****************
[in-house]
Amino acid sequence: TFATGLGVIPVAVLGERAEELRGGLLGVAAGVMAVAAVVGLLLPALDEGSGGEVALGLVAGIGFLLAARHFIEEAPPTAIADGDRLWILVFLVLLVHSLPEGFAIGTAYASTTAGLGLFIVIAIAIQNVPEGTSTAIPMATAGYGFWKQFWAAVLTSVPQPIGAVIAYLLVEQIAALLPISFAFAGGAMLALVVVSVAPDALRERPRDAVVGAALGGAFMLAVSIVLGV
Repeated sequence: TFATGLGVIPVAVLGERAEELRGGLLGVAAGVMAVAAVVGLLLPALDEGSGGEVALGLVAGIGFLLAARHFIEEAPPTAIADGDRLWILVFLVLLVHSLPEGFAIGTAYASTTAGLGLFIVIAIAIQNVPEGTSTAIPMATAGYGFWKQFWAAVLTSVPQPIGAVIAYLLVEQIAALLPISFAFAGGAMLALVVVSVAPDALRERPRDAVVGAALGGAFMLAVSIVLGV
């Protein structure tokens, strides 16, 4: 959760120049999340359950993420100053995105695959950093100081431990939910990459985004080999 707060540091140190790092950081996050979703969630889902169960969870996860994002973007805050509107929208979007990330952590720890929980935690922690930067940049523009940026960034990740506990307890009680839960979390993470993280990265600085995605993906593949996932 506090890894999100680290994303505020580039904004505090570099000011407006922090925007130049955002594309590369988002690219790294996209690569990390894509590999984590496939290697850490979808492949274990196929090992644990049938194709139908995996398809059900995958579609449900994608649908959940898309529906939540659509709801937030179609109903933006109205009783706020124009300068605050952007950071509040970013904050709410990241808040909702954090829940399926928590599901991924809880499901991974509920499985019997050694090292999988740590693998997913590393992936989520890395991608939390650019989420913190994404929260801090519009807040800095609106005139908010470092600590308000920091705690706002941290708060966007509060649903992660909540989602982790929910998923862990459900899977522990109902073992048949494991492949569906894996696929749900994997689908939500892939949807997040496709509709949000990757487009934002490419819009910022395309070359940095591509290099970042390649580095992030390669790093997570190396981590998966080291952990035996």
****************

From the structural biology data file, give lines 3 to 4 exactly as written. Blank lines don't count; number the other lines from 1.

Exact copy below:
Repeated sequence: TFATGLGVIPVAVLGERAEELRGGLLGVAAGVMAVAAVVGLLLPALDEGSGGEVALGLVAGIGFLLAARHFIEEAPPTAIADGDRLWILVFLVLLVHSLPEGFAIGTAYASTTAGLGLFIVIAIAIQNVPEGTSTAIPMATAGYGFWKQFWAAVLTSVPQPIGAVIAYLLVEQIAALLPISFAFAGGAMLALVVVSVAPDALRERPRDAVVGAALGGAFMLAVSIVLGV
């Protein structure tokens, strides 16, 4: 959760120049999340359950993420100053995105695959950093100081431990939910990459985004080999 707060540091140190790092950081996050979703969630889902169960969870996860994002973007805050509107929208979007990330952590720890929980935690922690930067940049523009940026960034990740506990307890009680839960979390993470993280990265600085995605993906593949996932 506090890894999100680290994303505020580039904004505090570099000011407006922090925007130049955002594309590369988002690219790294996209690569990390894509590999984590496939290697850490979808492949274990196929090992644990049938194709139908995996398809059900995958579609449900994608649908959940898309529906939540659509709801937030179609109903933006109205009783706020124009300068605050952007950071509040970013904050709410990241808040909702954090829940399926928590599901991924809880499901991974509920499985019997050694090292999988740590693998997913590393992936989520890395991608939390650019989420913190994404929260801090519009807040800095609106005139908010470092600590308000920091705690706002941290708060966007509060649903992660909540989602982790929910998923862990459900899977522990109902073992048949494991492949569906894996696929749900994997689908939500892939949807997040496709509709949000990757487009934002490419819009910022395309070359940095591509290099970042390649580095992030390669790093997570190396981590998966080291952990035996």